The RSA has Labour leader Ed Miliband speaking tomorrow on the NHS. His team has kindly let me see a draft of the speech and I am impressed. It is, of course, a critique of the Coalition’s reforms, but rather then being an oppositional or ideological diatribe it is much more thoughtful and balanced. As I guess I am likely to post tomorrow on how the speech goes, I thought I would briefly now add to my thoughts last week on corporate responsibility.
Some of the comments on last week’s posts were pretty scathing about the idea that major corporations – like PepsiCo or Kingfisher – can really commit to doing business in a more progressive way. Maybe I am being a sap, but I do think some retailers are waking up to the idea that it is not a sustainable long-term business plan to encourage people to do things that are bad for them, society or the planet.
Building a second assumption on the first, my sense is also that while businesses that sell stuff to consumers may be open to new ideas, businesses that invest money on our behalf – in other words financial institutions – show few signs of a similar openness to change.
Many people argue that the short-termism of financiers is inimical to a more responsible way of thinking about business development. At last week’s FRSA Profit with Purpose event I was told that while ethical funds are growing, and while those funds avoid investing in certain industries (tobacco, arms etc), they are otherwise just as short term as just about everything else in the market.
So why is that those investing our life insurance, pension funds, unit trusts etc are so unreconstructed? And why is that our desire to know out retailers are responsible isn’t matched by our aspirations for our fund managers? Here – from a position of substantial ignorance (which is a bit worrying as my lecture on ‘Big Society business' is only two months away) – are three possible reasons:
1. Structural: the way investment happens through funds which combine billions of pounds from millions of investors with shares in thousands of companies means that stewardship and responsibility are almost impossible to exercise, both from the point of view of investment managers and ordinary citizens.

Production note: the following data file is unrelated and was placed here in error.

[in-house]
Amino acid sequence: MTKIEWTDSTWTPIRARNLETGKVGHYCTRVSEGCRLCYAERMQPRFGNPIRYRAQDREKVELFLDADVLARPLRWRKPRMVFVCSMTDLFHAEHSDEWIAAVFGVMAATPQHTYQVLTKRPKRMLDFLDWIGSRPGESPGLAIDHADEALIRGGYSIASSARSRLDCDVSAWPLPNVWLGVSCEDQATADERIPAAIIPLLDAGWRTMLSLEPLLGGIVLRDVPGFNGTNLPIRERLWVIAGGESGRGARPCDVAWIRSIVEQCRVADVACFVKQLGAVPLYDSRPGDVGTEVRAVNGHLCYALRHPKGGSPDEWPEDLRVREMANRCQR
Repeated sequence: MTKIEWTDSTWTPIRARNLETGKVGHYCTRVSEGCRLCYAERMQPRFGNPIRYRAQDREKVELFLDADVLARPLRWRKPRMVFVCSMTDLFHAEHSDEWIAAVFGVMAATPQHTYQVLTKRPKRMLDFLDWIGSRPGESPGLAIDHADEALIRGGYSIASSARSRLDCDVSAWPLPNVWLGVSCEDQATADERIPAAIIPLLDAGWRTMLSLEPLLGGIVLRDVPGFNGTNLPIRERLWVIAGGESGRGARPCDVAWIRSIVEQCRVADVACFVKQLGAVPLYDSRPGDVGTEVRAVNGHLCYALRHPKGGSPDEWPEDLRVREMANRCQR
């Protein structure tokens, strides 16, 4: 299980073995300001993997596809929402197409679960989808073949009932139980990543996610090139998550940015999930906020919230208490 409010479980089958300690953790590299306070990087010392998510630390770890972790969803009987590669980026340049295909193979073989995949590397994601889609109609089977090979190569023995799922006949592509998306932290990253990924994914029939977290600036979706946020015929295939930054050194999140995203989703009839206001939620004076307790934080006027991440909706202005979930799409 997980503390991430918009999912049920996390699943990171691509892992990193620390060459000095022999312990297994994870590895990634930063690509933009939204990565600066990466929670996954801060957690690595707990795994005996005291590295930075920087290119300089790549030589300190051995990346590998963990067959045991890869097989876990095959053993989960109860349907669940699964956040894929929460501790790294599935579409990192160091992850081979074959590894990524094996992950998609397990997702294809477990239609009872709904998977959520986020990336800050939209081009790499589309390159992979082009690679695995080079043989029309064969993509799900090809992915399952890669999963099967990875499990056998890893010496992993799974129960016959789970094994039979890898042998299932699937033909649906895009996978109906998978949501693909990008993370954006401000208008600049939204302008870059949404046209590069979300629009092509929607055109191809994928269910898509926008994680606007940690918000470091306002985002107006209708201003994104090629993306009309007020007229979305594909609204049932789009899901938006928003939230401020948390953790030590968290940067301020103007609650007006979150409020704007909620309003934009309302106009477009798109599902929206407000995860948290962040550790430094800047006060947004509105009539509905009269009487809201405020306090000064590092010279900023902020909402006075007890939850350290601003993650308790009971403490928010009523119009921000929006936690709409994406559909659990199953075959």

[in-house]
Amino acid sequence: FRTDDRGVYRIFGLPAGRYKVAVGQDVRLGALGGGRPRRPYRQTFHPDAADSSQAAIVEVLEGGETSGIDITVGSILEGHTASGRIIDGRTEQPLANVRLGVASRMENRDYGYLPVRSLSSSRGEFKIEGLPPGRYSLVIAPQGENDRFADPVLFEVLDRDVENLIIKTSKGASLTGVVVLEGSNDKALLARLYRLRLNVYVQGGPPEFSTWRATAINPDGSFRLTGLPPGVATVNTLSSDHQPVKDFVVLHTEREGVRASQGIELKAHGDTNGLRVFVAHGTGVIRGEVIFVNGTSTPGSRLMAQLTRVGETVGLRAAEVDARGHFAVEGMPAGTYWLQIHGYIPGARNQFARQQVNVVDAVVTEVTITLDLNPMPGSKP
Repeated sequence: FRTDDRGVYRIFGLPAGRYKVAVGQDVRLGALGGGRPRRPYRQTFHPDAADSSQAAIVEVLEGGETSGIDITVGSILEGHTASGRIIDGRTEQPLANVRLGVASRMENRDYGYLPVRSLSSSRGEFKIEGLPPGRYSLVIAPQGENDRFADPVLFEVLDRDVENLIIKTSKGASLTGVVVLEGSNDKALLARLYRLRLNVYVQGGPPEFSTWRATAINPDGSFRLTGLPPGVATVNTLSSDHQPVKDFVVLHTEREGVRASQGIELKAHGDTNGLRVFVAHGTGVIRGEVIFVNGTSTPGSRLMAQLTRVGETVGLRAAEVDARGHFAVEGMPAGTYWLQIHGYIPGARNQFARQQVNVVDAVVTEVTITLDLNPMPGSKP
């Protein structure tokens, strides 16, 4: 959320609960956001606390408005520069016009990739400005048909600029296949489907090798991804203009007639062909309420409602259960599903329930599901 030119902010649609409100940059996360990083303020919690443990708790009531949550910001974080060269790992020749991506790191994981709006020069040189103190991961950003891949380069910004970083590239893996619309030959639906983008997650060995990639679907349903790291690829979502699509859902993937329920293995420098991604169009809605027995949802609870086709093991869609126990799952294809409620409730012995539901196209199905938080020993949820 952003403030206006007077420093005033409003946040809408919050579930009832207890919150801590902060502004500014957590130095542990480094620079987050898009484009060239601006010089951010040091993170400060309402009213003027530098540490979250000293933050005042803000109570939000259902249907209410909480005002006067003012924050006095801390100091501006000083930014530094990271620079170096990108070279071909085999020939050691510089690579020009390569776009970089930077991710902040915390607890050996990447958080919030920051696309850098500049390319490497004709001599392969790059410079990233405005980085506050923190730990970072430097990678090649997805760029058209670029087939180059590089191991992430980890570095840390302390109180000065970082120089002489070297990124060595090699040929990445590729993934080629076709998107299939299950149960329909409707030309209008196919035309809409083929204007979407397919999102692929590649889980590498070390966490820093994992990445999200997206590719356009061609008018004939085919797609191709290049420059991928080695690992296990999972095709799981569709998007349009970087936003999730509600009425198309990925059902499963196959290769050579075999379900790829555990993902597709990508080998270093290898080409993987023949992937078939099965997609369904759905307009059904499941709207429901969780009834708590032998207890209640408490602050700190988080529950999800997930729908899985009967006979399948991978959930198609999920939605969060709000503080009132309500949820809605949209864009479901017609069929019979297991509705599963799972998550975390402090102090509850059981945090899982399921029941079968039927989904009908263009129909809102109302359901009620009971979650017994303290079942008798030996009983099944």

2. Cultural: As we have seen vividly before and since the banking crash, those who are senior in the financial sector seem utterly impervious to any sense of responsibility or any concern about public opinion. Perhaps talking about social responsibility with financiers is like talking about feminism at the local rugby club.
3. Money and the mind. There have been experiments that suggest people simply need to be prompted by the word ‘money' to become less likely to display altruistic motivation. Perhaps when we think about goods and where they come from and what they do we are able to use our critical faculties, but when it comes to the idea of using money to make more money those faculties get switched off.
If any or all of these theories are true there isn’t much room for optimism. The way modern capitalism – and perhaps all capitalism - works the investing tail wags the productive dog. Even if there are good intentions in many global boardrooms they may rarely get turned into authentically different ways of doing business.
In his fifth post for the RSA Living Change Campaign, Matthew Taylor explores some of the implications of the framework he has outlined over the last month and asks why ideas like these aren’t more widely known and used.
As we emerge from Covid-19, Ruth Hannan argues there is an opportunity to shift from short-term solutions to approaches based on deeper understanding of citizens’ needs and which focus on systemic change.
If young people are to flourish in this new world of rapid change and insecurity, we need policies that support young people in the here and now, whilst also protecting their futures. Thinking about economic security is one way to do this.